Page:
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Aecon pilots electric excavator as it aims to hit sustainability targets

Angela Gismondi
Aecon pilots electric excavator as it aims to hit sustainability targets
AECON GROUP — Aecon is the first construction company in Canada to pilot the Volvo Electric Excavator, a zero-emission excavator, on a construction site to support GHG emissions reduction targets.

Aecon Group’s pilot project to use an electric excavator was something new for the company but also for Canada, marking the first time the equipment was used on an active project site in the country.

The company found the ECR25 electric compact excavator offers the same performance as diesel machines in the same class and is better for the environment.

As part of the pilot, Aecon Utilities used the electric excavator from Volvo Construction Equipment to trench and install new telecommunications conduit and bring fibre optic connectivity to residential buildings in Toronto’s Regent Park community. The electric machine is powered by lithium-ion batteries and produces zero emissions.

“It’s been used in Europe for a little over a year now and this is the first time it’s been available in Canada as a trial,” said Prabh K. Banga, sustainability director with Aecon Group. “It’s currently the only one available in zero emission in its size class. The excavator has a 48 V battery pack which supplies energy to the electric motor. The run time on a full charge is about four to six hours and that totally depends on the types of tasks that are being performed.”

The pilot, which lasted four weeks and ended this month, was a partnership between Aecon, Volvo and Strongco, one of Aecon’s equipment suppliers.

“We spent those four weeks collecting usage data, performance data and we also spoke to our employees about their experience,” said Banga. “Essentially the purpose of the pilot was to get that usage and performance data to see how it integrates into our operations and also in terms of the future, to look at how we can integrate more of this type of equipment.”

In terms of performance, tipping load, hydraulic flow and pressure for hydraulic driven attachments were comparable to diesel-powered machines.

“One of the other things that we noticed is there are additional safety features, very low noise and zero emissions which improves outdoor air quality for our employees…which allows for other applications in the future such as working in noise sensitive areas and potentially indoor use as well,” Banga said.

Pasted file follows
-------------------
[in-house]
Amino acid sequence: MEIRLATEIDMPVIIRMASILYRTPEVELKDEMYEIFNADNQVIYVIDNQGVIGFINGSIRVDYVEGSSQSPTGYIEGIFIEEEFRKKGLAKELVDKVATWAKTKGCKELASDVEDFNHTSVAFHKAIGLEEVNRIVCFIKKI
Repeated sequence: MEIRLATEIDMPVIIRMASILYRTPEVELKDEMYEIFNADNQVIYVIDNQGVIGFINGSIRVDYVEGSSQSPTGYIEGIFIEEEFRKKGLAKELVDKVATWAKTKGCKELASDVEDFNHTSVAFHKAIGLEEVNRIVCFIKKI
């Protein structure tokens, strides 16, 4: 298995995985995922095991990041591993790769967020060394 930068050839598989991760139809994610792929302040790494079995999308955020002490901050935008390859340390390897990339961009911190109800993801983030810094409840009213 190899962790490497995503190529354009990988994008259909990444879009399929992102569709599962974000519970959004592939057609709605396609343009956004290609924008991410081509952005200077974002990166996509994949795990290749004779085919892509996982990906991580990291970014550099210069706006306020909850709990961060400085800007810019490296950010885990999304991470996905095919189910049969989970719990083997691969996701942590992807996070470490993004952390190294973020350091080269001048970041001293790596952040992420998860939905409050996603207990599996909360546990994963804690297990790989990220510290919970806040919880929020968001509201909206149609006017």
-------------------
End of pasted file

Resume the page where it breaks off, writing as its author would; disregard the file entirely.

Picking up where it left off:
There are many benefits to using electric equipment.

“When we were trialing Toronto Regent Park the project was happening across the street from a community park. Obviously if there are no emissions coming from that it’s helping with the air quality in and around the area.”

Electric machines also don’t require as much maintenance.

However, “One of the challenges we may see is the ability to charge the equipment, but we see that being addressed in the future with the proliferation of more portable charging facilities,” Banga added.

The project is part of Aecon’s commitment to sustainability, explained Aecon’s chief sustainability officer Yonni Fushman.

In 2020, Aecon became the first construction company in North America to conduct an inventory of all the greenhouse gases (GHG) produced in its operations. Based on that data the company set an emissions reduction target of 30 per cent by 2030 and net-zero by 2050.

“Through that GHG inventory process we learned that our diesel fuel use, which is mostly used in construction equipment, accounts for the highest source of our emissions. That prompted us to reach out to manufacturers around the world, see what technology is available now and what’s coming over the next few years that can help us to reduce those emissions,” said Fushman.

“Improving efficiency is obviously a big part of the emissions reduction strategy but the reality is that we need new technology to get us all the way there and that is where trialing and adopting new technology like this excavator fits in. A lot of this equipment is still new on the market so it’s important for us to trial it onsite, see how it integrates with our operations and also from a cultural change perspective to get people used to working with and around this type of equipment.”

The ECR25 was also trialed in California earlier this year as part of a year-long Volvo CE pilot project. It found based on the combined 400 operating hours of electric machine use, there was a reduction of six metric tons of carbon dioxide emissions and an approximate savings of 560 gallons of fuel when comparing diesel machine use for the same amount of hours.

“It’s exciting to see the momentum growing for electric construction equipment in North America,” said Stephen Roy, president of Region North America, Volvo CE, in a statement. “We are seeing an increasing demand for sustainable solutions as the industry recognizes the importance of acting to reduce climate change.”


Follow the author on Twitter @DCN_Angela.

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